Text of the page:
Scientific American: What AIDS Taught Us about Dealing with COVID-19
William A. Haseltine, chair and president of ACCESS Health International (7/22).

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Opinions Address U.S. WHO Withdrawal, Women's Health, AIDS 2020 Highlights, Other Topics

Al Jazeera: Why ‘pro-life’ activists won’t protect women during childbirth
Claire Provost, global investigations editor at openDemocracy, and Inge Snip, health journalism fellow at openDemocracy’s Tracking the Backlash project (7/22).

The Conversation: AIDS conference: COVID-19, big breakthroughs and missed targets
Linda-Gail Bekker, professor of medicine and deputy director of the Desmond Tutu HIV Centre at the Institute of Infectious Disease and Molecular Medicine at the University of Cape Town (7/22).

Forbes: Burnout, A Silent Crisis In Global Health
Madhukar Pai, Canada research chair of epidemiology and global health at McGill University and director of the McGill International Tuberculosis Centre (7/20).

The Guardian: Donald Trump’s assault on the WHO is deeply worrying for global health
Peter Beaumont, senior reporter on The Guardian’s Global Development desk (7/22).

The Hill: Africa is on the 2020 political agenda — now make it count
K. Riva Levinson, president and CEO of KRL International LLC (7/20).

Financial Times: Why medicines must be tested in the developing world
David Pilling, Africa editor of the Financial Times (7/23).

IPS: Involve Marginalized Groups to Make Food Systems More Climate-Resilient
Nout van der Vaart, advocacy officer for Hivos’ Sustainable Diets for All (7/23).

The Lancet Global Health: Headway and hindrances for sexual and reproductive health and rights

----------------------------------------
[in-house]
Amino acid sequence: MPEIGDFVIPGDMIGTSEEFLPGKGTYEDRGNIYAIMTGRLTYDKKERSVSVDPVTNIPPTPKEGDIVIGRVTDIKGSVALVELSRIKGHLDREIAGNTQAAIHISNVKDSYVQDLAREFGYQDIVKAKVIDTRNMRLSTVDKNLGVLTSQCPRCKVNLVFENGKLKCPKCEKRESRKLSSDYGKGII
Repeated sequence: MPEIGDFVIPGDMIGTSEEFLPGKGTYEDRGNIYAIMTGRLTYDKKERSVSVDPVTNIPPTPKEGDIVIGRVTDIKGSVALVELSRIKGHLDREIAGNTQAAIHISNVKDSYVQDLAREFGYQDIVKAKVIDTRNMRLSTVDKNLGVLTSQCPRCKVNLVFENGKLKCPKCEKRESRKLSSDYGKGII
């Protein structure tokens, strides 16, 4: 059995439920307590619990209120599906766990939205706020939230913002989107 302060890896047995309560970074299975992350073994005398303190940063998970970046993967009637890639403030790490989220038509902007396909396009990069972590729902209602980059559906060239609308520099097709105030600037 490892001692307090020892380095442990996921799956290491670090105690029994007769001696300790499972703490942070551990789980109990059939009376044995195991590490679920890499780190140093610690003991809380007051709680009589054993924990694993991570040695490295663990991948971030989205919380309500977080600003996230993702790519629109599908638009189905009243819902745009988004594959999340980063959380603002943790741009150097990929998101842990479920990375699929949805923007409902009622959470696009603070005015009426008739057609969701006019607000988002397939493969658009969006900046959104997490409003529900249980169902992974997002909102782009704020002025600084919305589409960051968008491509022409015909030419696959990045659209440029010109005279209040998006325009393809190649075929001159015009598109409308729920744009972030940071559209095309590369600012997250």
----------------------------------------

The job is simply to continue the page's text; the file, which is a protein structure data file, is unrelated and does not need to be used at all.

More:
Editorial Board (August 2020).

Ms. Magazine: Progress Towards Contraceptive Access in the Philippines
Susan M. Blaustein, founder and executive director of WomenStrong International (7/20).

Vox: Why the next president should establish a Department of Climate
Allison Crimmins, climate scientist in Washington, D.C. (7/21).

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From the Global Health Policy Community

Blogs, U.N. Agency Releases Address Women's Health, Domestic Workers' Rights, Vaccine Delivery, Other COVID-19 Issues

IntraHealth International’s “Vital”: COVID-19 Puts More Women and Girls in Danger from Abusers
Mariana Andreu, IntraHealth UNC Summer Fellow (7/22).

U.N.: U.N. urges protection of domestic workers’ rights during COVID-19 pandemic (July 2020).

UNICEF: Innovative freight solutions to deliver vaccines, despite COVID-19 disruptions (7/22).

World Bank Blogs: A strong COVID-19 response, and a road to recovery
Axel van Trotsenburg, managing director of operations at the World Bank (7/22).

WHO: New COVID-19 Law Lab to provide vital legal information and support for the global COVID-19 response (7/22).

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From the U.S. Government